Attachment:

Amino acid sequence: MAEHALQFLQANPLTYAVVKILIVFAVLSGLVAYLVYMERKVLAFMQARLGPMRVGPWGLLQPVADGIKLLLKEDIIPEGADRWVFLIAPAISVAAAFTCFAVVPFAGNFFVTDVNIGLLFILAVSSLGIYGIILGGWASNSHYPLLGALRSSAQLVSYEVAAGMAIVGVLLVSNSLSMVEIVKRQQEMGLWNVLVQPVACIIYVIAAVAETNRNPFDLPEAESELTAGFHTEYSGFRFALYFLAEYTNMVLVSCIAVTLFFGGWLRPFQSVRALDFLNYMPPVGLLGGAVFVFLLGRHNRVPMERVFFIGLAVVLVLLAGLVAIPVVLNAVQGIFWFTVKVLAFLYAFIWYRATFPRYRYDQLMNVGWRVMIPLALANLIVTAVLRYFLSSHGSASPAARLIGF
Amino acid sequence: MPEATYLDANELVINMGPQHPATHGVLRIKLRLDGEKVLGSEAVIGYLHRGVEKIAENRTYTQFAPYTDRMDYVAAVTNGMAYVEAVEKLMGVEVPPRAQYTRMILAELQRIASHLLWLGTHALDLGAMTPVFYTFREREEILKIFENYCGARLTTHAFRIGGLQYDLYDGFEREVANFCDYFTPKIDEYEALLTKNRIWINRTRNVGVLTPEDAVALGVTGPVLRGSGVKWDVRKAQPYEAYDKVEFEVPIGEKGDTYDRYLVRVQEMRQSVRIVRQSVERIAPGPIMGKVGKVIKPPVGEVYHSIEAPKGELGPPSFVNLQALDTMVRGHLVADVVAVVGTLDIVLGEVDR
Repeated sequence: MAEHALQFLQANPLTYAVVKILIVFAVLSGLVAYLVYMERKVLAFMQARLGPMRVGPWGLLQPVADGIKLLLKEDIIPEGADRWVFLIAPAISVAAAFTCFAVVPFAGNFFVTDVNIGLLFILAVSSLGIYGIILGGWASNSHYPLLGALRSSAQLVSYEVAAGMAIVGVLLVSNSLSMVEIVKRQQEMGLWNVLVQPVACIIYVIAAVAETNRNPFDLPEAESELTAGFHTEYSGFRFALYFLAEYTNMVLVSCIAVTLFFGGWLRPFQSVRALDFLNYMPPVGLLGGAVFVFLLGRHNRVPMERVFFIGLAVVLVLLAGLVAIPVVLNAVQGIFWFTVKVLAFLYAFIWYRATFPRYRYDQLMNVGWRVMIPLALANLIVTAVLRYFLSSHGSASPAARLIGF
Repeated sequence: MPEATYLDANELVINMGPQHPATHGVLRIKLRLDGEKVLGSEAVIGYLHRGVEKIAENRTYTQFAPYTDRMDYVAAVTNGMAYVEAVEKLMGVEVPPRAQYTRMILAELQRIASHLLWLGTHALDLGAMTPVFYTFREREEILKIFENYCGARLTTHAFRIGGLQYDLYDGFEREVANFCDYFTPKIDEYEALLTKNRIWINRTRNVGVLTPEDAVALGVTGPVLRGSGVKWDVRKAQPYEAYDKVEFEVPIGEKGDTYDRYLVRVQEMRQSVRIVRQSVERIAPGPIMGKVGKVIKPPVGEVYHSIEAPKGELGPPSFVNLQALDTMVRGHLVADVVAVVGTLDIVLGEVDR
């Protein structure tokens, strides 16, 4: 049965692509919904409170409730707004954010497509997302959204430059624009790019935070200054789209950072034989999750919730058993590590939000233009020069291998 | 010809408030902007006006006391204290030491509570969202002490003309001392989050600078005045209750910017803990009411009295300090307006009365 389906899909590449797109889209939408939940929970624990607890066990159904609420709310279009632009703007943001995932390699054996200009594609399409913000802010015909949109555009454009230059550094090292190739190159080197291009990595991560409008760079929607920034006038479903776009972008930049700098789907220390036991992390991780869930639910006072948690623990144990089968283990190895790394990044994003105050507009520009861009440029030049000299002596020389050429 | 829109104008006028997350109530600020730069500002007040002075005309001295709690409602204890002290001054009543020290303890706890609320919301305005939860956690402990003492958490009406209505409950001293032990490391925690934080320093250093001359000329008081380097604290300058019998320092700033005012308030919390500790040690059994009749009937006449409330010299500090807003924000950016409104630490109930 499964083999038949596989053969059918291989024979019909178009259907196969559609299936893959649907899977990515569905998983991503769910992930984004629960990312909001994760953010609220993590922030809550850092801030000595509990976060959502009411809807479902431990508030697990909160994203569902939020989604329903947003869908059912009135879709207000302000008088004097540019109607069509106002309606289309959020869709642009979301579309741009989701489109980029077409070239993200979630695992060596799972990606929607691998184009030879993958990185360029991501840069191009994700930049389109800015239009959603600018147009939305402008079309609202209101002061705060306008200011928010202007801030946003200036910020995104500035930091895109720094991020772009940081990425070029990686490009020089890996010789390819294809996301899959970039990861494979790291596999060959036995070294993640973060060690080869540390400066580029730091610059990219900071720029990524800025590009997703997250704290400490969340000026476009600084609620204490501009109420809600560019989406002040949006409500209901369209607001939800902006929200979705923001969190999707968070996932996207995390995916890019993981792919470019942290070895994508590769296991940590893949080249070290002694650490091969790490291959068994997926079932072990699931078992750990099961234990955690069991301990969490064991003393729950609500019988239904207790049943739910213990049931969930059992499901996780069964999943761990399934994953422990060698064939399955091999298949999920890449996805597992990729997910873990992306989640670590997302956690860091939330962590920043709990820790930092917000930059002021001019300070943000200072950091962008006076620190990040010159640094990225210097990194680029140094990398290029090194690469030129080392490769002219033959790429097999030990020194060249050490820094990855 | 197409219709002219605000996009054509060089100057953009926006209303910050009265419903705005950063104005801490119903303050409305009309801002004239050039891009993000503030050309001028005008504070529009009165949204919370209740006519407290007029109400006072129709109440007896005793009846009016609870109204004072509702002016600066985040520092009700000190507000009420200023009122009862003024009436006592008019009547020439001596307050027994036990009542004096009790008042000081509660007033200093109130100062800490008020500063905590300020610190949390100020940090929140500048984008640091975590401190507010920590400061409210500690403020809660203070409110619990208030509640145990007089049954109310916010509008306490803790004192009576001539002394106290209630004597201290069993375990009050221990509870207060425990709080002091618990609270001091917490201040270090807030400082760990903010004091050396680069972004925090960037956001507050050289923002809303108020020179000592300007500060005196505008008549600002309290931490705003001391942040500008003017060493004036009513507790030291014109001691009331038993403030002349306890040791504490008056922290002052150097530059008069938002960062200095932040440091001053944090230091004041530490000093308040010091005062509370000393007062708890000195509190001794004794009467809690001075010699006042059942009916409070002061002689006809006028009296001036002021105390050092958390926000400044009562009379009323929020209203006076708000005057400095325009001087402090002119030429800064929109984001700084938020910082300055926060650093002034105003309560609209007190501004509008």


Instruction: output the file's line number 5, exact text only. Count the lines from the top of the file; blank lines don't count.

């Protein structure tokens, strides 16, 4: 049965692509919904409170409730707004954010497509997302959204430059624009790019935070200054789209950072034989999750919730058993590590939000233009020069291998 | 010809408030902007006006006391204290030491509570969202002490003309001392989050600078005045209750910017803990009411009295300090307006009365 389906899909590449797109889209939408939940929970624990607890066990159904609420709310279009632009703007943001995932390699054996200009594609399409913000802010015909949109555009454009230059550094090292190739190159080197291009990595991560409008760079929607920034006038479903776009972008930049700098789907220390036991992390991780869930639910006072948690623990144990089968283990190895790394990044994003105050507009520009861009440029030049000299002596020389050429 | 829109104008006028997350109530600020730069500002007040002075005309001295709690409602204890002290001054009543020290303890706890609320919301305005939860956690402990003492958490009406209505409950001293032990490391925690934080320093250093001359000329008081380097604290300058019998320092700033005012308030919390500790040690059994009749009937006449409330010299500090807003924000950016409104630490109930 499964083999038949596989053969059918291989024979019909178009259907196969559609299936893959649907899977990515569905998983991503769910992930984004629960990312909001994760953010609220993590922030809550850092801030000595509990976060959502009411809807479902431990508030697990909160994203569902939020989604329903947003869908059912009135879709207000302000008088004097540019109607069509106002309606289309959020869709642009979301579309741009989701489109980029077409070239993200979630695992060596799972990606929607691998184009030879993958990185360029991501840069191009994700930049389109800015239009959603600018147009939305402008079309609202209101002061705060306008200011928010202007801030946003200036910020995104500035930091895109720094991020772009940081990425070029990686490009020089890996010789390819294809996301899959970039990861494979790291596999060959036995070294993640973060060690080869540390400066580029730091610059990219900071720029990524800025590009997703997250704290400490969340000026476009600084609620204490501009109420809600560019989406002040949006409500209901369209607001939800902006929200979705923001969190999707968070996932996207995390995916890019993981792919470019942290070895994508590769296991940590893949080249070290002694650490091969790490291959068994997926079932072990699931078992750990099961234990955690069991301990969490064991003393729950609500019988239904207790049943739910213990049931969930059992499901996780069964999943761990399934994953422990060698064939399955091999298949999920890449996805597992990729997910873990992306989640670590997302956690860091939330962590920043709990820790930092917000930059002021001019300070943000200072950091962008006076620190990040010159640094990225210097990194680029140094990398290029090194690469030129080392490769002219033959790429097999030990020194060249050490820094990855 | 197409219709002219605000996009054509060089100057953009926006209303910050009265419903705005950063104005801490119903303050409305009309801002004239050039891009993000503030050309001028005008504070529009009165949204919370209740006519407290007029109400006072129709109440007896005793009846009016609870109204004072509702002016600066985040520092009700000190507000009420200023009122009862003024009436006592008019009547020439001596307050027994036990009542004096009790008042000081509660007033200093109130100062800490008020500063905590300020610190949390100020940090929140500048984008640091975590401190507010920590400061409210500690403020809660203070409110619990208030509640145990007089049954109310916010509008306490803790004192009576001539002394106290209630004597201290069993375990009050221990509870207060425990709080002091618990609270001091917490201040270090807030400082760990903010004091050396680069972004925090960037956001507050050289923002809303108020020179000592300007500060005196505008008549600002309290931490705003001391942040500008003017060493004036009513507790030291014109001691009331038993403030002349306890040791504490008056922290002052150097530059008069938002960062200095932040440091001053944090230091004041530490000093308040010091005062509370000393007062708890000195509190001794004794009467809690001075010699006042059942009916409070002061002689006809006028009296001036002021105390050092958390926000400044009562009379009323929020209203006076708000005057400095325009001087402090002119030429800064929109984001700084938020910082300055926060650093002034105003309560609209007190501004509008």